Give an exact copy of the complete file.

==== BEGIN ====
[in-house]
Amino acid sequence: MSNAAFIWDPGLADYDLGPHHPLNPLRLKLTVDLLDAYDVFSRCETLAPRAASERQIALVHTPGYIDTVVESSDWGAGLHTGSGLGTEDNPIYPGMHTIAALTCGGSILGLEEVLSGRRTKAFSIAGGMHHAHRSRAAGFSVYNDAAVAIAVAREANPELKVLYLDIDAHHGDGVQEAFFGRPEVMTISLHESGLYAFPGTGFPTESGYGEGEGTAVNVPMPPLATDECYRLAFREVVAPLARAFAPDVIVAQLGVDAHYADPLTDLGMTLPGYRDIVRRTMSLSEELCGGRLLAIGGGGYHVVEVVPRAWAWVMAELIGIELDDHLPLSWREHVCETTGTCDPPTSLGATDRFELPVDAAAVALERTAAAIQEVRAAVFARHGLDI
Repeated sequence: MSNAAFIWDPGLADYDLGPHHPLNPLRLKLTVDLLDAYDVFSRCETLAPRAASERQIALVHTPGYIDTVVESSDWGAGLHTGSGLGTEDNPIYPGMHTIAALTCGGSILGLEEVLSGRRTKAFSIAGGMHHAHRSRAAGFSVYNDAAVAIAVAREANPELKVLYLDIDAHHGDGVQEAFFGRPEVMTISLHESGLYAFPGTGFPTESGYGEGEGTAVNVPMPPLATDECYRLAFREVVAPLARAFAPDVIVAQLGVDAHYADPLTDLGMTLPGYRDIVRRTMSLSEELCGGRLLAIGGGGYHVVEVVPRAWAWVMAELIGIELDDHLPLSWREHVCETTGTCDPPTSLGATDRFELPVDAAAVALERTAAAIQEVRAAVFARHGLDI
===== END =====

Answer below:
[in-house]
Amino acid sequence: MSNAAFIWDPGLADYDLGPHHPLNPLRLKLTVDLLDAYDVFSRCETLAPRAASERQIALVHTPGYIDTVVESSDWGAGLHTGSGLGTEDNPIYPGMHTIAALTCGGSILGLEEVLSGRRTKAFSIAGGMHHAHRSRAAGFSVYNDAAVAIAVAREANPELKVLYLDIDAHHGDGVQEAFFGRPEVMTISLHESGLYAFPGTGFPTESGYGEGEGTAVNVPMPPLATDECYRLAFREVVAPLARAFAPDVIVAQLGVDAHYADPLTDLGMTLPGYRDIVRRTMSLSEELCGGRLLAIGGGGYHVVEVVPRAWAWVMAELIGIELDDHLPLSWREHVCETTGTCDPPTSLGATDRFELPVDAAAVALERTAAAIQEVRAAVFARHGLDI
Repeated sequence: MSNAAFIWDPGLADYDLGPHHPLNPLRLKLTVDLLDAYDVFSRCETLAPRAASERQIALVHTPGYIDTVVESSDWGAGLHTGSGLGTEDNPIYPGMHTIAALTCGGSILGLEEVLSGRRTKAFSIAGGMHHAHRSRAAGFSVYNDAAVAIAVAREANPELKVLYLDIDAHHGDGVQEAFFGRPEVMTISLHESGLYAFPGTGFPTESGYGEGEGTAVNVPMPPLATDECYRLAFREVVAPLARAFAPDVIVAQLGVDAHYADPLTDLGMTLPGYRDIVRRTMSLSEELCGGRLLAIGGGGYHVVEVVPRAWAWVMAELIGIELDDHLPLSWREHVCETTGTCDPPTSLGATDRFELPVDAAAVALERTAAAIQEVRAAVFARHGLDI